Colorado River tribes will have more of a voice, per new agreement


The 1922 Colorado River Compact, a foundational interstate agreement that informs the management of a river that serves 40 million people, did not settle Native American tribes’ water rights. Tribes are barely mentioned in the document.

Many tribes have senior water rights — in other words, the oldest and highest priority water rights in the West. In the century since the compact was written, 30 tribes across the Colorado River Basin have been fighting not only for a say in how the river is managed but also for the water they are entitled to.

On Monday, the Upper Colorado River Commission — an interstate agency composed of one federal representative and commissioners from the Upper Colorado River Basin states of Colorado, New Mexico, Utah and Wyoming — took a step toward greater collaboration between the states and the tribes.

The commission unanimously approved a memorandum of understanding (MOU) with six Colorado River tribes: the Jicarilla Apache Nation, Navajo Nation, Ute Mountain Ute Indian Tribe, Southern Ute Indian Tribe, Ute Indian Tribe and the Shivwits Band of Paiutes.

The agreement states that the Upper Colorado River Commission and the six tribes will meet about every two months to discuss shared interests on the Colorado River. Other tribes are welcome to join the agreement.

The MOU does not give the tribes a permanent seat on the Upper Colorado River Commission, like the states and federal government.

“The Southern Ute, along with many other tribes, have been asking for greater inclusion in Colorado River discussions and decision making,” said Vanessa Torres, a member of the Southern Ute Tribal Council, at the 306th special meeting of the commission on Monday.

“Although this will not give the tribe any decision-making authority, it is a great first step in assuring tribal participation in Upper Basin discussions,” Torres continued.

The most important Colorado River discussion right now centers on how to operate the river and its reservoirs after 2026, when current operating agreements expire. The tribes hope to have a greater voice in these current negotiations.

The MOU “formalizes these important relationships by providing a cooperative structure for coordinating the work that lies ahead in creating post-2026 Guidelines to support the sustainable and equitable operation of Lake Powell and Lake Mead,” Ute Mountain Ute Indian Tribe Chairman Manuel Heart said in a statement.

The MOU now heads to the respective tribal councils for consideration. The commission hopes to fully execute the MOU at a meeting in April.

(Upper Colorado River Commission) A group of state and tribal representatives met to discuss shared interests on the Colorado River at the Utah State Capitol.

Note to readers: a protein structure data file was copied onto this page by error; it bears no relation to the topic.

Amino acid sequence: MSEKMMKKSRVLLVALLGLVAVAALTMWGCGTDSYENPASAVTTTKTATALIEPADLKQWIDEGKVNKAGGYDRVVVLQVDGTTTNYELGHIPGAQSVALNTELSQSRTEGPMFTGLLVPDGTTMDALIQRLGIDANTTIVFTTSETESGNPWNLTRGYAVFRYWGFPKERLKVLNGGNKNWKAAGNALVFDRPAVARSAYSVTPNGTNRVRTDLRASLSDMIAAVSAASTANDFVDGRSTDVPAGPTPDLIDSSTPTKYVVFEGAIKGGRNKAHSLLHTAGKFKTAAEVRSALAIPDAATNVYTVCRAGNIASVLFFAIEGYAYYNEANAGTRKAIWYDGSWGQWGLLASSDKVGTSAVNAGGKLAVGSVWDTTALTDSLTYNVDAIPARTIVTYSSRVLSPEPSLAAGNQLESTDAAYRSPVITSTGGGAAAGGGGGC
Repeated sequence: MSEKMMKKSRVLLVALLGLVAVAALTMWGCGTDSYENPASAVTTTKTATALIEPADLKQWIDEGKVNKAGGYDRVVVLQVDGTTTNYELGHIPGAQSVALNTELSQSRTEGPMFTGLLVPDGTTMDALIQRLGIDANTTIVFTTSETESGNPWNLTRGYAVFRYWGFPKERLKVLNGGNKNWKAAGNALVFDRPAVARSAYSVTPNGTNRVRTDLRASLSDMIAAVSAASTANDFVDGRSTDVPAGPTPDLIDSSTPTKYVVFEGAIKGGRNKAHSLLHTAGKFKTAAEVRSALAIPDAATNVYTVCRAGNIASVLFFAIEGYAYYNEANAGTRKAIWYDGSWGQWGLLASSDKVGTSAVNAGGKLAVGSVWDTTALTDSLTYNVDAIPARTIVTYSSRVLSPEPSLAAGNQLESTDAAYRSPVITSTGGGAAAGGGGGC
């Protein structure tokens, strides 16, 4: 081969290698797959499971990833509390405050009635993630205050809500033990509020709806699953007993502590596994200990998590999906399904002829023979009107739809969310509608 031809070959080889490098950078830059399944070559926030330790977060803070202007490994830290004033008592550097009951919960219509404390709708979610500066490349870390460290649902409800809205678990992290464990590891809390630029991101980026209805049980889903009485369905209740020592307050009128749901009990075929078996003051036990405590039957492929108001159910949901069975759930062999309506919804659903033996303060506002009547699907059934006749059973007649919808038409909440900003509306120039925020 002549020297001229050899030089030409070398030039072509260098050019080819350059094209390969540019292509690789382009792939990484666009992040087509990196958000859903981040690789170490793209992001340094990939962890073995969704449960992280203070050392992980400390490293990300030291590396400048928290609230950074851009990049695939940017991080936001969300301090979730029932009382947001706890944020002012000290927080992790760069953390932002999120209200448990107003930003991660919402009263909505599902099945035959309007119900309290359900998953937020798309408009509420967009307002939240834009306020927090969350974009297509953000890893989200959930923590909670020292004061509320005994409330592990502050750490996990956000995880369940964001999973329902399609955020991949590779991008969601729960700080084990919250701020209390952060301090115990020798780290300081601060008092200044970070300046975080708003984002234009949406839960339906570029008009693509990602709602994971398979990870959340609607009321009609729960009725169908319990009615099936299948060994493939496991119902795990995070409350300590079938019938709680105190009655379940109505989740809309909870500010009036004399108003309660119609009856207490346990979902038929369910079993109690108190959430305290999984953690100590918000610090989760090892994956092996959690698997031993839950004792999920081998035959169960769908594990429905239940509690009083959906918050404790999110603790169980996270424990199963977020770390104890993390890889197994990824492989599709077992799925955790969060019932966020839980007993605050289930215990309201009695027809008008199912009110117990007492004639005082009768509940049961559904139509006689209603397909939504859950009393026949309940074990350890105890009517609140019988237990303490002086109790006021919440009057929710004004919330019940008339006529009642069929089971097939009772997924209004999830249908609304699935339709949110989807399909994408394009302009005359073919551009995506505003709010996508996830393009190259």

The Upper Colorado River Commission called the MOU “historic” in a news release. But while more tribal input in Colorado River discussions is a good thing, according to Zach Frankel, executive director of the nonprofit Utah Rivers Council, the MOU isn’t exactly revolutionary.

“This is great. Let’s have an MOU for collaboration,” he told The Salt Lake Tribune. “But I would imagine the tribes are trying to have their water rights satisfied. It’s less about this [MOU] and more about the individual negotiations which may or may not be happening between a tribe and a state.”

Frankel referred to the fact that though several tribes have water rights in the Colorado River Basin, they haven’t seen the water.

Given that extreme drought and climate change have reduced the Colorado River’s flows by 20% since the turn of the century, there is less water to go around — making for complex water negotiations. Tribal water rights are taken out of states’ allocations of Colorado River water.

A 2021 policy brief by the Center for Natural Resources and Environmental Policy at the University of Montana outlines recognized and unresolved tribal water rights in the Upper Colorado River Basin.

Twenty-two out of the 30 tribes use 3.2 million acre-feet of Colorado River per year — about a quarter of the river’s annual supply — according to the brief. For reference, one acre-foot is enough water to support two households for a year. Still, 12 tribes have unresolved water rights.

Three of the six tribes included in the MOU so far can be found in Utah.

The Shivwits Band of Paiutes is based in Washington County and the Ute Indian Tribe’s Uintah & Ouray Reservation — the second-largest Native American reservation in the U.S. — is located in northeastern Utah. The portion of the Navajo Nation that lies within Utah is in San Juan County.

According to the policy brief, the Ute Indian Tribe has recognized rights to just under 180,000 acre-feet of Colorado River water per year. However, the tribe is still trying to secure about 370,000 acre-feet of the river’s water through litigation.

“Our concern up here at the Ute Tribe is consultation,” said Ute Indian Tribe Councilmember Emmett Duncan at Monday’s meeting. “I appreciate everybody sitting down to finally have this talk … water is very precious to the Ute Tribe and we try to protect everything we have.”

In 2020, Utah settled its water rights with the Navajo Nation through the Navajo Utah Water Rights Settlement Agreement. The Navajo Nation is entitled to deplete 81,500 acre-feet per year from Utah’s annual allocation of Colorado River water.

Gene Shawcroft, Utah’s Colorado River commissioner, expressed support for the MOU on Monday. He said that collaboration between the states and tribes has resulted in “important and honest and, at times, perhaps uncomfortable conversations.”

“As we look to the efforts that have been put forward by the states and tribes, Shawcroft said, “we’ve reached a point where we can have shared optimism that we can and will work better in the future.”



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